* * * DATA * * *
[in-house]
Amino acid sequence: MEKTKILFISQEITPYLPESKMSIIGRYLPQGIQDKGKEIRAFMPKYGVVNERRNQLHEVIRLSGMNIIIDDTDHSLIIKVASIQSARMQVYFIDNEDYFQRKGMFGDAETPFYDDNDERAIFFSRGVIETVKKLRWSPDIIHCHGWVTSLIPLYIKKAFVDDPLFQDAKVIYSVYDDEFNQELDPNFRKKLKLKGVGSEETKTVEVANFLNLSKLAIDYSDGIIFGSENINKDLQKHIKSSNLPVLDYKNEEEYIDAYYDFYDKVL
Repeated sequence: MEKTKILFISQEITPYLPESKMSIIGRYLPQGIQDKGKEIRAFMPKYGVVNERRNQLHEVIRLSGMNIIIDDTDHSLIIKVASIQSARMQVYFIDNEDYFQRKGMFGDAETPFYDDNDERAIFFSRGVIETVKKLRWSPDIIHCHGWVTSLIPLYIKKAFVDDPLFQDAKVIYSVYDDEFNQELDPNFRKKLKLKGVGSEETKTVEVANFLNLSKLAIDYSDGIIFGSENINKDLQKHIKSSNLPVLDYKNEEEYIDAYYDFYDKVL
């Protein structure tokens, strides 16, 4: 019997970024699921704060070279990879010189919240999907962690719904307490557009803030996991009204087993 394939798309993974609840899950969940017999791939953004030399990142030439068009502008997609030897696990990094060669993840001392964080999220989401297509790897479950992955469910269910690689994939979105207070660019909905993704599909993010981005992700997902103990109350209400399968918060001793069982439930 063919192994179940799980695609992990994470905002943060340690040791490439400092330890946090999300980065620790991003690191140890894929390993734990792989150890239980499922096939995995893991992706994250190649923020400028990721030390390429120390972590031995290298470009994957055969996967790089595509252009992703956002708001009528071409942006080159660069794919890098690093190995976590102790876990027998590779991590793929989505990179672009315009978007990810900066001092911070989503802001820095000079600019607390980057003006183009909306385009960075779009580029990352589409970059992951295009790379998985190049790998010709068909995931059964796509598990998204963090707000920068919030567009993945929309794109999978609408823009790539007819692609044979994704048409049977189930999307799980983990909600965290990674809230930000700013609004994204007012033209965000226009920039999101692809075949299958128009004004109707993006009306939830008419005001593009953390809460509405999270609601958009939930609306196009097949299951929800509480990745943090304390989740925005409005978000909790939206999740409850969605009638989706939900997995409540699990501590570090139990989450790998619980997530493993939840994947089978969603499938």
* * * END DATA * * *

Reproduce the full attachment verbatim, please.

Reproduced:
[in-house]
Amino acid sequence: MEKTKILFISQEITPYLPESKMSIIGRYLPQGIQDKGKEIRAFMPKYGVVNERRNQLHEVIRLSGMNIIIDDTDHSLIIKVASIQSARMQVYFIDNEDYFQRKGMFGDAETPFYDDNDERAIFFSRGVIETVKKLRWSPDIIHCHGWVTSLIPLYIKKAFVDDPLFQDAKVIYSVYDDEFNQELDPNFRKKLKLKGVGSEETKTVEVANFLNLSKLAIDYSDGIIFGSENINKDLQKHIKSSNLPVLDYKNEEEYIDAYYDFYDKVL
Repeated sequence: MEKTKILFISQEITPYLPESKMSIIGRYLPQGIQDKGKEIRAFMPKYGVVNERRNQLHEVIRLSGMNIIIDDTDHSLIIKVASIQSARMQVYFIDNEDYFQRKGMFGDAETPFYDDNDERAIFFSRGVIETVKKLRWSPDIIHCHGWVTSLIPLYIKKAFVDDPLFQDAKVIYSVYDDEFNQELDPNFRKKLKLKGVGSEETKTVEVANFLNLSKLAIDYSDGIIFGSENINKDLQKHIKSSNLPVLDYKNEEEYIDAYYDFYDKVL
């Protein structure tokens, strides 16, 4: 019997970024699921704060070279990879010189919240999907962690719904307490557009803030996991009204087993 394939798309993974609840899950969940017999791939953004030399990142030439068009502008997609030897696990990094060669993840001392964080999220989401297509790897479950992955469910269910690689994939979105207070660019909905993704599909993010981005992700997902103990109350209400399968918060001793069982439930 063919192994179940799980695609992990994470905002943060340690040791490439400092330890946090999300980065620790991003690191140890894929390993734990792989150890239980499922096939995995893991992706994250190649923020400028990721030390390429120390972590031995290298470009994957055969996967790089595509252009992703956002708001009528071409942006080159660069794919890098690093190995976590102790876990027998590779991590793929989505990179672009315009978007990810900066001092911070989503802001820095000079600019607390980057003006183009909306385009960075779009580029990352589409970059992951295009790379998985190049790998010709068909995931059964796509598990998204963090707000920068919030567009993945929309794109999978609408823009790539007819692609044979994704048409049977189930999307799980983990909600965290990674809230930000700013609004994204007012033209965000226009920039999101692809075949299958128009004004109707993006009306939830008419005001593009953390809460509405999270609601958009939930609306196009097949299951929800509480990745943090304390989740925005409005978000909790939206999740409850969605009638989706939900997995409540699990501590570090139990989450790998619980997530493993939840994947089978969603499938």